It should have been a standard Q & A session following a typical film screening for the press. But from The Da Vinci Code denouncements by the Vatican to cries that United 93 portrayed events too raw and recent to be recalled on screen, these days it seems like every other movie released contains some controversial element of the religious or 9/11-related variety.
The Omen, opening in theaters across the country tomorrow, managed to stir up ire on both counts. So instead of politely answering how he liked working with Mia Farrow or whether he was nervous about updating a 1970s horror classic, the film’s director, John Moore, faced this line of inquiry:
Audience Member: I have a question ... Are you a New Yorker? John?
John Moore: No, I'm Irish.
Audience Member: Why did you think it is okay, since the events of 9/11, to manipulate the audience's emotions for your horror movie?
John Moore: Well, I didn't manipulate them. The role of response that an individual has is not necessarily up to me. I believe that ... [Audience member attempts to interrupt]
John Moore: Can I answer the question or do you want to come up here and take the microphone? Cause I can see your anger, sir. I can see it from here. Well, let me answer the question you asked me. What happened on 9/11 was a world event. I can understand that it's particularly sensitive to New Yorkers. What happened on 9/11 deeply affected me also. I happened to be in America when it happened. It left a lasting impression on my mind and the impression that I had when it happened was that we were in a very dark time. It seemed as if we were dealing with a very dark series of events and that's why it became part of the movie.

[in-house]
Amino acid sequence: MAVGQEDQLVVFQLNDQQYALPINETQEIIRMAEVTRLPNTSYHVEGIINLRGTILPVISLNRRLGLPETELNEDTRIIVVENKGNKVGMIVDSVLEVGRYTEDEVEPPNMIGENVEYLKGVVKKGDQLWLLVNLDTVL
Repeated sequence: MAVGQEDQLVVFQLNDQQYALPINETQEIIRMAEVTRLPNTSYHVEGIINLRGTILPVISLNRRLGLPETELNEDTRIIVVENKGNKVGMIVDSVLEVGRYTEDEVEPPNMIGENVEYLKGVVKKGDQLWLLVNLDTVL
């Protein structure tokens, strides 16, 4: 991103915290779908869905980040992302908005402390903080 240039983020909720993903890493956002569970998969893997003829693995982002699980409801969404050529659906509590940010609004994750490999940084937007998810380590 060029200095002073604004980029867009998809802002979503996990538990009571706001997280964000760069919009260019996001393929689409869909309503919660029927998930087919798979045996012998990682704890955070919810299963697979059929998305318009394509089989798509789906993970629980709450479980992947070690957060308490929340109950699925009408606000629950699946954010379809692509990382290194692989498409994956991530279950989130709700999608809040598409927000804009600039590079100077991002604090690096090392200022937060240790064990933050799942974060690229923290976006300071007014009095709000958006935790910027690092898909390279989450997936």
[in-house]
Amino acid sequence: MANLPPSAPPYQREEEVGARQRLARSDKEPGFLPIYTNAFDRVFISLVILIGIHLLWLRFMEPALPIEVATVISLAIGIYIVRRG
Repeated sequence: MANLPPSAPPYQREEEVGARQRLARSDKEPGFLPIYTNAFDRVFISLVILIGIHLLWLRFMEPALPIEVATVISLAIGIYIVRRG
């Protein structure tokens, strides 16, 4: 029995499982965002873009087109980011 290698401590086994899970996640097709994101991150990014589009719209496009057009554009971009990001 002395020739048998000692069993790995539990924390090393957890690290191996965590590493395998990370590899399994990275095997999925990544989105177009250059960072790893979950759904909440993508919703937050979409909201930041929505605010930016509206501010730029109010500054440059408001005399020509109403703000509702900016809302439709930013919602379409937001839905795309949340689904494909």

Audience Member: It's a good thing that the movie is such a piece of **** and nobody's going to see it. [Audience Member starts to leave]
John Moore: You know what, you want to come back and actually finish your thought, or are you going to be like most thugs? Make your statement and then leave before anyone has a chance to talk about it?
Audience Member: There's nothing more to be said.
John Moore: Well then, can you expand on why you think the movie is a piece of ****?
Audience Member: You lost me in the very beginning because you used something [the World Trade Center attack] that hurt a lot of people to manipulate our emotions. That's what I think you were doing.
John Moore: All art will manipulate your emotions.
Audience Member: What's that?
John Moore: The point of art is to manipulate and stimulate emotions.
Audience Member: I don't think your movie is art.
Megan Basham is the author of Beside Every Successful Man: A Woman's Guide To Having It All
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